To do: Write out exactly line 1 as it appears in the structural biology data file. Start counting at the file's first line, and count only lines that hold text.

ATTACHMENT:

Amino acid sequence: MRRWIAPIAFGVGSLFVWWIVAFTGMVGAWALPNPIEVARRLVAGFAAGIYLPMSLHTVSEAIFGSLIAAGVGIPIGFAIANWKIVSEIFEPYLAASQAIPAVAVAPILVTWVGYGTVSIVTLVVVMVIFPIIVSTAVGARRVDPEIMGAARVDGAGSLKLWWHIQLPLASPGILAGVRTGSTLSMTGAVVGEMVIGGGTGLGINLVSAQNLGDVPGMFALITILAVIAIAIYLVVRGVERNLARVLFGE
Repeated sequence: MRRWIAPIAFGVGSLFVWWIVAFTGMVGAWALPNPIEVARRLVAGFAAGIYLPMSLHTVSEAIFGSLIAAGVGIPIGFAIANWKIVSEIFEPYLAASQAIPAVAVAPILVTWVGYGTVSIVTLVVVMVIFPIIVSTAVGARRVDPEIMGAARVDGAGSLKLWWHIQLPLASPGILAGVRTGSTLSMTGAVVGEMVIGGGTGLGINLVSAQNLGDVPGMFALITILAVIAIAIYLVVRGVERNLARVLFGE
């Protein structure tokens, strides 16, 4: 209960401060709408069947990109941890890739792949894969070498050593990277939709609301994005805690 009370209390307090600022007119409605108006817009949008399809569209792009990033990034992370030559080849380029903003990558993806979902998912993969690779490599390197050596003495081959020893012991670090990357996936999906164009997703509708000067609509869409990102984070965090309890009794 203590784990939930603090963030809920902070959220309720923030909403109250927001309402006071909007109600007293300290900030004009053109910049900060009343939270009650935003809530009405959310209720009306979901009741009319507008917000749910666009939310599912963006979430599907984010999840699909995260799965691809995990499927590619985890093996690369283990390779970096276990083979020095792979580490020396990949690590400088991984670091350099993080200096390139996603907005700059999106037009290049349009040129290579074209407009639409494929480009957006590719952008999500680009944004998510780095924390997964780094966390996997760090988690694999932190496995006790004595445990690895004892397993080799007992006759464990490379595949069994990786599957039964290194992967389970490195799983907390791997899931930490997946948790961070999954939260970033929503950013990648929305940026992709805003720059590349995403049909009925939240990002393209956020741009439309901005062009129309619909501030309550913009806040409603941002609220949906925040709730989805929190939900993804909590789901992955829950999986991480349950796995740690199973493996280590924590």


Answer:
Amino acid sequence: MRRWIAPIAFGVGSLFVWWIVAFTGMVGAWALPNPIEVARRLVAGFAAGIYLPMSLHTVSEAIFGSLIAAGVGIPIGFAIANWKIVSEIFEPYLAASQAIPAVAVAPILVTWVGYGTVSIVTLVVVMVIFPIIVSTAVGARRVDPEIMGAARVDGAGSLKLWWHIQLPLASPGILAGVRTGSTLSMTGAVVGEMVIGGGTGLGINLVSAQNLGDVPGMFALITILAVIAIAIYLVVRGVERNLARVLFGE